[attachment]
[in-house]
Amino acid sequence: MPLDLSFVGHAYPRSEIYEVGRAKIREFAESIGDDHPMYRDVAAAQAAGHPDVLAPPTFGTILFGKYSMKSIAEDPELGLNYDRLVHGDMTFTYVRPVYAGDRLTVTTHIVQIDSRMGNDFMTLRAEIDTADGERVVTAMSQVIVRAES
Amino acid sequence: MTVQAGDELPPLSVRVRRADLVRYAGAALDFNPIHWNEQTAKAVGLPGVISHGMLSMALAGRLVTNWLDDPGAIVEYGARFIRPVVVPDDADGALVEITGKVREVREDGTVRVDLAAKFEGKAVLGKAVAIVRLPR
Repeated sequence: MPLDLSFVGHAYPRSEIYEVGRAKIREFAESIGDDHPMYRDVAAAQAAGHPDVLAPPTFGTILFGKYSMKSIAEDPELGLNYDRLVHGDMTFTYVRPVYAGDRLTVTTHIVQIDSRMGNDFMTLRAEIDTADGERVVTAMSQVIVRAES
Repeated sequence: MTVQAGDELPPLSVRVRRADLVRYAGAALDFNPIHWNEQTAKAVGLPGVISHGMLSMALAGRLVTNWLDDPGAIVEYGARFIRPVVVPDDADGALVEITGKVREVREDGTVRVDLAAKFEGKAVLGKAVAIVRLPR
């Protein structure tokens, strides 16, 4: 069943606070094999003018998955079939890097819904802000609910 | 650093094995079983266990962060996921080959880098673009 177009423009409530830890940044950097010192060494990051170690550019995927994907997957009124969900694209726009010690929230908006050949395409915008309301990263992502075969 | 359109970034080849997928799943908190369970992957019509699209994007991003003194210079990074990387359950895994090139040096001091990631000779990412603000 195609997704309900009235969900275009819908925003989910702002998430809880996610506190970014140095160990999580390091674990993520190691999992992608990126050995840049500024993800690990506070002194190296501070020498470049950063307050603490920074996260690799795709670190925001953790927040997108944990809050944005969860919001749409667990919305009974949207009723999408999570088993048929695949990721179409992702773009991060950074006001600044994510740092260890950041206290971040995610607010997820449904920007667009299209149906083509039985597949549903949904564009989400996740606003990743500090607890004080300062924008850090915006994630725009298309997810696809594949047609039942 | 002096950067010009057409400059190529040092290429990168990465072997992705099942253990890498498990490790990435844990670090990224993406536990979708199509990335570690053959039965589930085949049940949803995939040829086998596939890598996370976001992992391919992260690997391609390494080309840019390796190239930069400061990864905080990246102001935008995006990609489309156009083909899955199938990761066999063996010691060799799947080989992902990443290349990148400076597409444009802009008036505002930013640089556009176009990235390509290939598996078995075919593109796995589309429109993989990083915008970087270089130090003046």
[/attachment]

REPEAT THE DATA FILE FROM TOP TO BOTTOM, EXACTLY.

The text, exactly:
[in-house]
Amino acid sequence: MPLDLSFVGHAYPRSEIYEVGRAKIREFAESIGDDHPMYRDVAAAQAAGHPDVLAPPTFGTILFGKYSMKSIAEDPELGLNYDRLVHGDMTFTYVRPVYAGDRLTVTTHIVQIDSRMGNDFMTLRAEIDTADGERVVTAMSQVIVRAES
Amino acid sequence: MTVQAGDELPPLSVRVRRADLVRYAGAALDFNPIHWNEQTAKAVGLPGVISHGMLSMALAGRLVTNWLDDPGAIVEYGARFIRPVVVPDDADGALVEITGKVREVREDGTVRVDLAAKFEGKAVLGKAVAIVRLPR
Repeated sequence: MPLDLSFVGHAYPRSEIYEVGRAKIREFAESIGDDHPMYRDVAAAQAAGHPDVLAPPTFGTILFGKYSMKSIAEDPELGLNYDRLVHGDMTFTYVRPVYAGDRLTVTTHIVQIDSRMGNDFMTLRAEIDTADGERVVTAMSQVIVRAES
Repeated sequence: MTVQAGDELPPLSVRVRRADLVRYAGAALDFNPIHWNEQTAKAVGLPGVISHGMLSMALAGRLVTNWLDDPGAIVEYGARFIRPVVVPDDADGALVEITGKVREVREDGTVRVDLAAKFEGKAVLGKAVAIVRLPR
């Protein structure tokens, strides 16, 4: 069943606070094999003018998955079939890097819904802000609910 | 650093094995079983266990962060996921080959880098673009 177009423009409530830890940044950097010192060494990051170690550019995927994907997957009124969900694209726009010690929230908006050949395409915008309301990263992502075969 | 359109970034080849997928799943908190369970992957019509699209994007991003003194210079990074990387359950895994090139040096001091990631000779990412603000 195609997704309900009235969900275009819908925003989910702002998430809880996610506190970014140095160990999580390091674990993520190691999992992608990126050995840049500024993800690990506070002194190296501070020498470049950063307050603490920074996260690799795709670190925001953790927040997108944990809050944005969860919001749409667990919305009974949207009723999408999570088993048929695949990721179409992702773009991060950074006001600044994510740092260890950041206290971040995610607010997820449904920007667009299209149906083509039985597949549903949904564009989400996740606003990743500090607890004080300062924008850090915006994630725009298309997810696809594949047609039942 | 002096950067010009057409400059190529040092290429990168990465072997992705099942253990890498498990490790990435844990670090990224993406536990979708199509990335570690053959039965589930085949049940949803995939040829086998596939890598996370976001992992391919992260690997391609390494080309840019390796190239930069400061990864905080990246102001935008995006990609489309156009083909899955199938990761066999063996010691060799799947080989992902990443290349990148400076597409444009802009008036505002930013640089556009176009990235390509290939598996078995075919593109796995589309429109993989990083915008970087270089130090003046």